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Varadkar seeks talks with Sinn Féin to 'show they are not interested in government'

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Taoiseach, Leo Varadkar, in a post cabinet coronavirus briefing. Photo: MerrionStreet.ie/PA Wire

Taoiseach, Leo Varadkar, in a post cabinet coronavirus briefing. Photo: MerrionStreet.ie/PA Wire

PA

Taoiseach, Leo Varadkar, in a post cabinet coronavirus briefing. Photo: MerrionStreet.ie/PA Wire

Taoiseach Leo Varadkar has formally written to Sinn Féin seeking to discuss policy and the current deadlock surrounding government formation.

Speaking in Government Buildings, Mr Varadkar revealed he sent a letter to the party seeking a meeting with Sinn Féin leader Mary Lou McDonald.

"What I said for the past two or three weeks is that we won’t form a government with Sinn Féin," he said.

"We’re not refusing to speak to anyone and we spoke with Sinn Féin in the past on many matters in relation to lots of different issues and do so regularly," he added.

The acting Taoiseach said he was willing to speak to any party but he would not discuss government formation. He said he contacted Sinn Féin last week and had yet to hear back from the party.

A senior Government source said Mr Varadkar was willing to talk policies Ms McDonald and also explain Fine Gael’s analysis of the current political situation.

However, he is not be willing to enter into formal government formation talks with Sinn Féin or any other party.

The source said Sinn Féin’s failure to respond to the request for a meeting showed they are "not taking the negotiations seriously".

"They are criticising us one minute for not engaging in talks but then when we contacted them they just ignored us," the source said. "It is just confirmation of what everyone knows about Sinn Fein which is that they don’t mean what they say and can’t be trusted."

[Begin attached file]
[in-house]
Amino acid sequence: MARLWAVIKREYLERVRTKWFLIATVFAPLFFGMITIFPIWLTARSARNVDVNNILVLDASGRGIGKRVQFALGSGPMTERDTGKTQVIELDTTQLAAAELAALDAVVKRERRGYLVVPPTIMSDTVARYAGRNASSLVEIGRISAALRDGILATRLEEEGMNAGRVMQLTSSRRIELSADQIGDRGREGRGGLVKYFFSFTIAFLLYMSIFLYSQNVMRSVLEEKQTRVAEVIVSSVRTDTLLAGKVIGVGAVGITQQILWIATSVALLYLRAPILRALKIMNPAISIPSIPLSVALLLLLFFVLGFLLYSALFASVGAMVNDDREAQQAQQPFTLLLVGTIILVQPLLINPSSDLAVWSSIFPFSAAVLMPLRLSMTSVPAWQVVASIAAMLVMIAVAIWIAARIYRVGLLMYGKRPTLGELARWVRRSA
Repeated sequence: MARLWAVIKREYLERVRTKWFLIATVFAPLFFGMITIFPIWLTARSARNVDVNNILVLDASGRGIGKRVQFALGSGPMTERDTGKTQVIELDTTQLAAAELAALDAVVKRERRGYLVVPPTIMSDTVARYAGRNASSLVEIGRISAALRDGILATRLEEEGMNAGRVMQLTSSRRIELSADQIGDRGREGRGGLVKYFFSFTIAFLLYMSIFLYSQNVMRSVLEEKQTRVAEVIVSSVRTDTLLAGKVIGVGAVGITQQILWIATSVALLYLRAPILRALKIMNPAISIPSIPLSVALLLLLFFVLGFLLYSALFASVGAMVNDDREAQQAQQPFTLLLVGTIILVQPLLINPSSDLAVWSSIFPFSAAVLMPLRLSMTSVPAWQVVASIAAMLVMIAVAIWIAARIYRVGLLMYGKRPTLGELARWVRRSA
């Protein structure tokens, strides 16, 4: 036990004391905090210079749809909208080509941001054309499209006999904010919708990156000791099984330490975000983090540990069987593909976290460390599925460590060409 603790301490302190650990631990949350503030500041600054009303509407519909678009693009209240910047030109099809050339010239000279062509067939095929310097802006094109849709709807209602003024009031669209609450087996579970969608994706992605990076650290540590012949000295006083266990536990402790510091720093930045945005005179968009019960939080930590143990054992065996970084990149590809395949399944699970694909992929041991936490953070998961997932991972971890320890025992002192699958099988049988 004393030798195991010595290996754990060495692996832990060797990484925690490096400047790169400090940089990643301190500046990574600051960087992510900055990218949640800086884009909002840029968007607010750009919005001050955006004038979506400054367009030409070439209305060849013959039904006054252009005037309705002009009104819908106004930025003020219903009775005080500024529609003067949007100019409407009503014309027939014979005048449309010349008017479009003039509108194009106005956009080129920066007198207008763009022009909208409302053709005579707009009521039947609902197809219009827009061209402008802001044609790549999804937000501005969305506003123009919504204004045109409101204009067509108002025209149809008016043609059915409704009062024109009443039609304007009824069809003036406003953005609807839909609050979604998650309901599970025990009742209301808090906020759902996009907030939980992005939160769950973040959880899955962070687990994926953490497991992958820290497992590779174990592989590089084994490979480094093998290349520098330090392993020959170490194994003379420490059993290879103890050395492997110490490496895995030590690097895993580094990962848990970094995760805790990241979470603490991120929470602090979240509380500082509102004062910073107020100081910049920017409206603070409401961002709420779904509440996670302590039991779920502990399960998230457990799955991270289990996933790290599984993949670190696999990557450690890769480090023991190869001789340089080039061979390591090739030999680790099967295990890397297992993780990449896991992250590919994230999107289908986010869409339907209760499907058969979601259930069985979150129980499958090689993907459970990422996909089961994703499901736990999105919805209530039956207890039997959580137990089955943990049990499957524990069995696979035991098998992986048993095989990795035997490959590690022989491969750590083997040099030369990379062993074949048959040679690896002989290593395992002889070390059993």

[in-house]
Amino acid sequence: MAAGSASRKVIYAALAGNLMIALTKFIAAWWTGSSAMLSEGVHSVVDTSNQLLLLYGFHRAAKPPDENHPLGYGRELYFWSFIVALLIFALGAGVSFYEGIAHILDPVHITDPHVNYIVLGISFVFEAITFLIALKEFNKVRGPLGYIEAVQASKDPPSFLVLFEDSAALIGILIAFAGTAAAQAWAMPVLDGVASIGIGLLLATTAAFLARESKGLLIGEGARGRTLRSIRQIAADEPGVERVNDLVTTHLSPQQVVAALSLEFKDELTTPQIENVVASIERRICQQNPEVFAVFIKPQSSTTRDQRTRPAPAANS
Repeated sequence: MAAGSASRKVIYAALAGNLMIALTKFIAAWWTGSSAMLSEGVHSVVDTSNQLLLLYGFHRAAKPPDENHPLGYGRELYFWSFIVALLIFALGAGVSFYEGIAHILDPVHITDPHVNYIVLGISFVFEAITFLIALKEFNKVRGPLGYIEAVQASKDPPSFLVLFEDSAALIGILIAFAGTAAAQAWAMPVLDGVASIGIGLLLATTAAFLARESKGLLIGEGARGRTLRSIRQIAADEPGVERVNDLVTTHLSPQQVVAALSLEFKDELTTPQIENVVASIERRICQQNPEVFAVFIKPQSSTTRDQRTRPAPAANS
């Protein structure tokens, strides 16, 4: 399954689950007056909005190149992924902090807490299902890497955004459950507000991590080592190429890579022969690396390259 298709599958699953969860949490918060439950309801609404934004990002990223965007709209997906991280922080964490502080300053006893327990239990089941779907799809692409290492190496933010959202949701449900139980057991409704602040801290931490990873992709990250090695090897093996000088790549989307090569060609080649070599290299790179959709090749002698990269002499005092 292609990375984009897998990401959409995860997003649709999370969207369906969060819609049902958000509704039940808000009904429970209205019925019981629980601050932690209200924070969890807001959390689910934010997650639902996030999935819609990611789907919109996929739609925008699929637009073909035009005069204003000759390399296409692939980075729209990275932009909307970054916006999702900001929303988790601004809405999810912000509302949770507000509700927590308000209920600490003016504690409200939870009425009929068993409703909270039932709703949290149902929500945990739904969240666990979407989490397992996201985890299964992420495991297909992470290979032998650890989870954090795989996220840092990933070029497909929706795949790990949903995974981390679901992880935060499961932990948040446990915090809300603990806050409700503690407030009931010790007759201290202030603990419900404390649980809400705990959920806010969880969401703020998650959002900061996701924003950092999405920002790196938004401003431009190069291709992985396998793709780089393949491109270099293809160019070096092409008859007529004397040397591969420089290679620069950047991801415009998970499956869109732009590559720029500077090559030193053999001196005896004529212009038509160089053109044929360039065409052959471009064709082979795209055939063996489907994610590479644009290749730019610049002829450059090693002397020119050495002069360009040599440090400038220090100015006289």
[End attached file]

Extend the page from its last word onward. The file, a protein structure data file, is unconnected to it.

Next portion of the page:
The source said the aim of the letter was to "show up" Sinn Féin as a party who were not interested in leading the next Government.

Sinn Féin did not respond to requests for comment.

In Government Buildings, The Taoiseach said the last two days of talks with the Green Party had been "very positive". He also noted the Social Democrats had cancelled a meeting with Fine Gael. He insisted the onus was not on Fine Gael to lead the next government.

"The opposition make up the vast majority of the Dáil. They have over 120 seats. Only 80 are required for government so government can be formed by the opposition parties, whether it's Fianna Fail and Sinn Féin coming together, or a Fianna Fáil led government or a Sinn Fein led that government without us," he said.

"I don't have a mandate from my parliamentary party to get involved in talks on forming a government at this stage," he added.

This evening Ms McDonald said she will be writing back to Mr Varadkar and said she has "undertaken to speak to everybody."

She told RTÉ's Drivetime that Mr Varadkar had texted her and sent her a letter and that she has drafted a response but has not yet sent it.

Ms McDonald said that not long after the contact from Mr Varadkar she was "taken aback" by an article he wrote in the Sunday Independent which contained harsh criticisms and claims about Sinn Féin.

She claimed that he said things that were "unworthy" of the office of the Taoiseach.

Ms McDonald said she is not withholding her response to Mr Varadkar's letter as a result and that it's "on the way to him".

She said: "I’m not setting down red lines, much less refusing to meet or speak to anybody."

Ms McDonald added that she wants to discuss a rent freeze and reducing the pension age to 65 with everybody including Mr Varadkar.

Online Editors